This week, our In Focus article provides an overview of Oregon’s Medicaid waiver program, under which the state implemented integrated managed care entities and committed to a per capita reduction on the rate of Medicaid cost growth. The model, viewed widely as a success, may be of interest to states as discussions at the federal level around restraining spending growth in Medicaid develop under the incoming administration.
The Oregon Waiver Model
The Oregon experiment sheds light on an approach that reduces costs for both the federal government and the states, while at the same time protecting beneficiaries. In 2012, Oregon received approval for a $1.9 billion 1115 Waiver from the Centers for Medicare & Medicaid Services (CMS) to transform its Medicaid program. As part of that agreement, the state committed to reduce the rate of growth of the program from 5.4 percent to 3.4 percent per capita. If Oregon fails to meet its goals for 2 percent reduced trend calculated over the life of the waiver or misses its quality targets, it must pay the federal government penalties amounting to hundreds of millions of dollars. Oregon made good on that promise, and the states Waiver renewal was just approved last week, committing to continuing to hold down costs to 3.4 percent per capita rate of growth.
The Oregon model moved from multiple siloed managed care organizations (MCOs) – separate MCOs managing physical, behavioral, and dental healthcare—to one managed care entity known as a Coordinated Care Organization (CCO). Instead of paying capitation rates to multiple managed care entities for different types of care for the same beneficiary, CCOs accept full financial risk and are accountable for all of a beneficiarys care out of one integrated budget that increases at a fixed rate of growth.
The 16 CCOs that exist across the state are regional entities, with accountability to the local communities they serve. They receive financial incentives for achieving improvements in targeted quality measures and have the flexibility, out of their integrated budgets, to pay for health-related services that can improve a members outcomes and reduce medical costs. For example, Malik was an 8-year-old child who suffered from severe asthma and frequently ended up in the emergency room. Thanks to coordinated and team-based care through his CCO, Malik and his family received home-visiting services which helped identify asthma triggers in the home and development of a prevention care plan. This significantly reduced Maliks trips to the hospital; he went from visiting the ER twice a month to infrequent visits, which was better for Malik and reduced his health care expenses.
Impact of Oregon Waiver, Next Steps
Oregon is now four years into this experiment with promising results. As a recent Health Affairs blog noted, “the CCOs were a stunning success. In three short years, they accumulated over $900 million in surpluses.” These savings came despite enrolling the expansion population, along with preserving (and, in some cases, increasing) benefits and primary care provider rates. At the same time savings have been realized, gains in important quality measures have also been achieved. Emergency department use has decreased while expenditures on primary care have risen. Over 80 percent of CCO members receive health care through a recognized Patient-Centered Primary Care Home. Developmental screenings have increased by 137 percent since CCOs launched. Significant improvements have been made in follow-up care for members who are hospitalized for mental illness.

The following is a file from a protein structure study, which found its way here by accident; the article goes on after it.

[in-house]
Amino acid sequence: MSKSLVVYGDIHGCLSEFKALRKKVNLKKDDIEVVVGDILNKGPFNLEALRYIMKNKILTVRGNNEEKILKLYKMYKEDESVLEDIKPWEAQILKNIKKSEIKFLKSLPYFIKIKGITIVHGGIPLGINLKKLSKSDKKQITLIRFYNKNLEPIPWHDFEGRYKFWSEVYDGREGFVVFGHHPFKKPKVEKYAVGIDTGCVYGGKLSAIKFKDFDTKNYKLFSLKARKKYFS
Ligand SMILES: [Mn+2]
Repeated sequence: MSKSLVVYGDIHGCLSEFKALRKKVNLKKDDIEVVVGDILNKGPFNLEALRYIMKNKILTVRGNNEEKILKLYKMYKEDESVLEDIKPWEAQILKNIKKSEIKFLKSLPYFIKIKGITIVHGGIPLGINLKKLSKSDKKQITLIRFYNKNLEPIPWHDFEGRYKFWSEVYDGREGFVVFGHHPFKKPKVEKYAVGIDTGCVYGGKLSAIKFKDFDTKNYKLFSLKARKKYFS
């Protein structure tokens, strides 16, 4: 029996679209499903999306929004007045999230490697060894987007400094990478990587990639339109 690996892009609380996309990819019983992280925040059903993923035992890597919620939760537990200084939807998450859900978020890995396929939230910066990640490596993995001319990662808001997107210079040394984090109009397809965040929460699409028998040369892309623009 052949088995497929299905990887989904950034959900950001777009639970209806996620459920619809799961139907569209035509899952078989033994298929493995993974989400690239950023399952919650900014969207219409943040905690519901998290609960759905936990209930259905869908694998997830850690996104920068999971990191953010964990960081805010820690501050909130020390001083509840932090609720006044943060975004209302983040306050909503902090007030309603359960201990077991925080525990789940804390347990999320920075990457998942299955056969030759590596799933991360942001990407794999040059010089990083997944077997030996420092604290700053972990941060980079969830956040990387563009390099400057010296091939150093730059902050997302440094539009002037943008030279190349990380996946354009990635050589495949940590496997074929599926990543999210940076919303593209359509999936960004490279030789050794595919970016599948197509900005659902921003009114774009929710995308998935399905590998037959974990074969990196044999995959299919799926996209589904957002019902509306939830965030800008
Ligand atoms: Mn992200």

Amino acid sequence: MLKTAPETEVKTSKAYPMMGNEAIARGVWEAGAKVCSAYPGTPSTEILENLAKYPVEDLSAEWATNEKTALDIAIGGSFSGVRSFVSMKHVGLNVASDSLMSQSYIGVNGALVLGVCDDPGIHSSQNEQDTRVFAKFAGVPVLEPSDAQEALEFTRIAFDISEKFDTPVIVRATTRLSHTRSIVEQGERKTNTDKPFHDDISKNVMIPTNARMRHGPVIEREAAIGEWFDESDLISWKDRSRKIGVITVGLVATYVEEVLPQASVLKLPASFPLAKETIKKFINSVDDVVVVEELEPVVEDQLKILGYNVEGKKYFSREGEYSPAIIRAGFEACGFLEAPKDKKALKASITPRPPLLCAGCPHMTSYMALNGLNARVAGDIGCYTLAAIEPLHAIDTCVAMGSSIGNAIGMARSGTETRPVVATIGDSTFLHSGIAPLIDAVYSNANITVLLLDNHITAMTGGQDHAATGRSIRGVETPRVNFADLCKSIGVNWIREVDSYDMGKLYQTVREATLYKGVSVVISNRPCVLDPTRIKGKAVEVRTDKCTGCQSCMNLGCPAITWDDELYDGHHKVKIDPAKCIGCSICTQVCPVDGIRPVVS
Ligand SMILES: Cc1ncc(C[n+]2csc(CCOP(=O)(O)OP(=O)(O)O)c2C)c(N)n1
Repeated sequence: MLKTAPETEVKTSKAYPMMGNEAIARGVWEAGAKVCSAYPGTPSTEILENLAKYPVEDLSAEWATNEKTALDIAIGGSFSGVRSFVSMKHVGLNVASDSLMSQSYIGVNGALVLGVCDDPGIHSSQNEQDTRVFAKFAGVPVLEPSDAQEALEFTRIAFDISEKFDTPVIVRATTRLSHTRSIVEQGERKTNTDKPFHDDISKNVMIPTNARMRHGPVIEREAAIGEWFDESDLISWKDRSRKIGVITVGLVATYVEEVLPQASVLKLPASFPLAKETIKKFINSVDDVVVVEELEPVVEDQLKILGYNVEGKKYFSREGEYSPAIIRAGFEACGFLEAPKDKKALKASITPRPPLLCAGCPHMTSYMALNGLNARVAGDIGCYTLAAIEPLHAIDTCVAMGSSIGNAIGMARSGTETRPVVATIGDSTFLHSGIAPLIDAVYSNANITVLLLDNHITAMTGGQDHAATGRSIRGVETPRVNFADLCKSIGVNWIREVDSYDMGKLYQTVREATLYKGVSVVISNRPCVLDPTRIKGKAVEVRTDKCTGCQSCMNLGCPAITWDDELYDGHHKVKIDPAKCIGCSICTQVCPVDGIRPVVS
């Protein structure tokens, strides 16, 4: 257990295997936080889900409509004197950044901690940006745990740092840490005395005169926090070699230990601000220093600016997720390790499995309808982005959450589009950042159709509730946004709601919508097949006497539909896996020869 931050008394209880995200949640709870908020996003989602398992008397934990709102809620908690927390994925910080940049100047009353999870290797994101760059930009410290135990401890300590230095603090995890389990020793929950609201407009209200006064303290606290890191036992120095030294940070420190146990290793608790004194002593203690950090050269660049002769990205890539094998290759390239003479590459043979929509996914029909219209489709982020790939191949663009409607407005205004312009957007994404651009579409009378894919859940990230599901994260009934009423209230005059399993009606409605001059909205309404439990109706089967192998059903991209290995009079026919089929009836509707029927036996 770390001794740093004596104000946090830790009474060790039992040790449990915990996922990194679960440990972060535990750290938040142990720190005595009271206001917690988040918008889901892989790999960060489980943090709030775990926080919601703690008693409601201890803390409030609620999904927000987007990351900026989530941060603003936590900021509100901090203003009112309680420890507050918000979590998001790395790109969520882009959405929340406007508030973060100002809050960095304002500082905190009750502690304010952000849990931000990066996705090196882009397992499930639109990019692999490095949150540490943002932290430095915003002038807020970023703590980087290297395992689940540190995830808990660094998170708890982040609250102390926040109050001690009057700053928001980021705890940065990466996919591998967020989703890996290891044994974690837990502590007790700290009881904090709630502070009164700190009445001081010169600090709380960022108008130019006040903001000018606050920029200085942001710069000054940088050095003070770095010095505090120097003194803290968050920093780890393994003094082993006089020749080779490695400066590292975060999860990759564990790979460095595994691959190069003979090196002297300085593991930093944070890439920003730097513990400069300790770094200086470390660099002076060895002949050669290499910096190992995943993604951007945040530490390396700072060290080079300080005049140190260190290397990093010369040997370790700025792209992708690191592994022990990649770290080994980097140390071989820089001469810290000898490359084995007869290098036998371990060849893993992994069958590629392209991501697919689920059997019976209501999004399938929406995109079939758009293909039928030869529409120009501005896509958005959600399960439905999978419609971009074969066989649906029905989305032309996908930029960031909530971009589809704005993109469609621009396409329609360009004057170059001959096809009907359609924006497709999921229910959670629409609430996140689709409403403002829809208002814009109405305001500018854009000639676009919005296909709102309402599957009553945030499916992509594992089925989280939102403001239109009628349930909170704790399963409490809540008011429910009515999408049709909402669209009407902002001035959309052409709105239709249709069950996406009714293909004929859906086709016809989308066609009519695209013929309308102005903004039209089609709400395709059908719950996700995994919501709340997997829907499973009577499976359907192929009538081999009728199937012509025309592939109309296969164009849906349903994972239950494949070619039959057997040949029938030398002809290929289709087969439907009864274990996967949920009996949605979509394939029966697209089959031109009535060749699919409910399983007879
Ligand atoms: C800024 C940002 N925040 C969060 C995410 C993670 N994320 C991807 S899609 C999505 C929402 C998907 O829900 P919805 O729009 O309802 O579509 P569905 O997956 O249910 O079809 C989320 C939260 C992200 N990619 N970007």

In addition to improvements in quality measures, Oregons CCOs continue to work toward integration of medical care with behavioral health and dental care. They are moving toward basing more of their provider contracts on alternative payment agreements. They are deepening relationships with their providers and their communities, and developing strategies to address the social determinants of health.
Oregons experiment shows the benefit of putting pressure on the system to change. The traditional levers – cutting beneficiaries, benefits, or provider rates – may reduce costs in the short term but will not help states transform their Medicaid programs. These efforts ultimately result in cost shifts, not cost reductions. The combination of a fixed rate of growth – a per capita cap – along with protections for beneficiaries and incentives to spur innovation and improve quality have helped Oregon achieve significant savings while making important improvements in quality. The baseline for spending and how the growth trend is calculated are obviously of critical importance. CMS and the state negotiated a calculation that will result in meaningful savings for the federal government, without setting the state up for failure.
The most important lesson from the Oregon experiment is that cost savings and improving care and coverage for beneficiaries can go hand in hand, rather than operating at odds with each other. Oregons achievements to-date were only possible because the state expanded coverage and aggressively enrolled eligible people, hitting the goal of providing 95 percent of Oregonians with health coverage. Investing in prevention and coordinated care, rather than shifting the cost of preventable hospitalizations and uncompensated care across the system, are an important part of their successful formula for bending the cost curve in health care. That approach, coupled with meaningful constraints on the rate of growth at the per capita level, has led to healthier people and a more efficient health care system. Oregon still has a lot of work left to do, but its success so far provides valuable lessons for other states as further changes to Medicaid are implemented.